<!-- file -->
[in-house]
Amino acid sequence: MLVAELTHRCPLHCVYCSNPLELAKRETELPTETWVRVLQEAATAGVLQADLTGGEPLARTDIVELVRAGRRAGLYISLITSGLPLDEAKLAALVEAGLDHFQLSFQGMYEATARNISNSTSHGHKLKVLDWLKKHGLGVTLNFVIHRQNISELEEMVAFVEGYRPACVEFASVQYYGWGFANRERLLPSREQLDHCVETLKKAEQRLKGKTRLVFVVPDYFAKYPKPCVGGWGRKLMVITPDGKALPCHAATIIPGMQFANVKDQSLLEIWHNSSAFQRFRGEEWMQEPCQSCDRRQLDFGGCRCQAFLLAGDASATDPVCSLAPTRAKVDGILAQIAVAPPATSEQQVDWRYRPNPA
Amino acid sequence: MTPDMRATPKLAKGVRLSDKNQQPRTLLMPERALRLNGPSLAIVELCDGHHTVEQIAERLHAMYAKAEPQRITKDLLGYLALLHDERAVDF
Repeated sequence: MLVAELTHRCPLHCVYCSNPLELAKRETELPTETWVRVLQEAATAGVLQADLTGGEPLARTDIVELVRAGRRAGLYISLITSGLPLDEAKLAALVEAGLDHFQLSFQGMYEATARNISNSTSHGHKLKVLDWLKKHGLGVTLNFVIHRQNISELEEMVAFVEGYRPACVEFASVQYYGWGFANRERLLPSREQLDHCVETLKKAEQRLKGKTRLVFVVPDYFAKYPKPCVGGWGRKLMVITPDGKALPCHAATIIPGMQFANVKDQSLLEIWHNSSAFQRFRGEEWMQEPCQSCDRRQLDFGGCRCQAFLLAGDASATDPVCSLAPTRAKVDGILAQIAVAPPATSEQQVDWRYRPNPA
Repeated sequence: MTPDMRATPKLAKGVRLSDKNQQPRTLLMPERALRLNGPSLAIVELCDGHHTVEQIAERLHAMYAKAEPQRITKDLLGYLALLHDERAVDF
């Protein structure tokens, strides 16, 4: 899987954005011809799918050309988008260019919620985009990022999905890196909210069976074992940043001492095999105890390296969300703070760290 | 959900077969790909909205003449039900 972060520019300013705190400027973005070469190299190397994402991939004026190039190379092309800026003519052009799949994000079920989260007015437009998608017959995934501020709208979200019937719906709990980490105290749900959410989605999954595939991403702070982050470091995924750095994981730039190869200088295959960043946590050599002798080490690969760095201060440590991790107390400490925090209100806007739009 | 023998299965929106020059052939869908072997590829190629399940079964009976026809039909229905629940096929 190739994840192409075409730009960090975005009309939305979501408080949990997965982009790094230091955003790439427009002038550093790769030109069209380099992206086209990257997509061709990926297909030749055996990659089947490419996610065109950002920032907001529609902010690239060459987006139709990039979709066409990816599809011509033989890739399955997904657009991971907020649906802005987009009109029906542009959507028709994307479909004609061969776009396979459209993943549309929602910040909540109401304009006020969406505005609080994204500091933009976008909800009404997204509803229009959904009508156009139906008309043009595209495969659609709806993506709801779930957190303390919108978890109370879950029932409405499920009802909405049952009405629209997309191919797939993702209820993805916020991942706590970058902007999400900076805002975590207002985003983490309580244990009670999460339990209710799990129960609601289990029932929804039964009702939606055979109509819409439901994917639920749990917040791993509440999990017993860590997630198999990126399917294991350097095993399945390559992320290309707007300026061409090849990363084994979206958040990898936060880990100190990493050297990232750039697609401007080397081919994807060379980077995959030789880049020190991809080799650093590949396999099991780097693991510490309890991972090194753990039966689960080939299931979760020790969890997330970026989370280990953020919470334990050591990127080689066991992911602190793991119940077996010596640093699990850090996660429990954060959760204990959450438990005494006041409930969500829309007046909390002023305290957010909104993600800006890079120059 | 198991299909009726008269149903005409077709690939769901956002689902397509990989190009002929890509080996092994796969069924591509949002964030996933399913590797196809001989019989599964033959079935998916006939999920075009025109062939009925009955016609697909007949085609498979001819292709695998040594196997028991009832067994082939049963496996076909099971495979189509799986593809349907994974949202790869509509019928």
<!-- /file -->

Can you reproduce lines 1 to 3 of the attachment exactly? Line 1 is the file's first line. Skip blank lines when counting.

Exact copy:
[in-house]
Amino acid sequence: MLVAELTHRCPLHCVYCSNPLELAKRETELPTETWVRVLQEAATAGVLQADLTGGEPLARTDIVELVRAGRRAGLYISLITSGLPLDEAKLAALVEAGLDHFQLSFQGMYEATARNISNSTSHGHKLKVLDWLKKHGLGVTLNFVIHRQNISELEEMVAFVEGYRPACVEFASVQYYGWGFANRERLLPSREQLDHCVETLKKAEQRLKGKTRLVFVVPDYFAKYPKPCVGGWGRKLMVITPDGKALPCHAATIIPGMQFANVKDQSLLEIWHNSSAFQRFRGEEWMQEPCQSCDRRQLDFGGCRCQAFLLAGDASATDPVCSLAPTRAKVDGILAQIAVAPPATSEQQVDWRYRPNPA
Amino acid sequence: MTPDMRATPKLAKGVRLSDKNQQPRTLLMPERALRLNGPSLAIVELCDGHHTVEQIAERLHAMYAKAEPQRITKDLLGYLALLHDERAVDF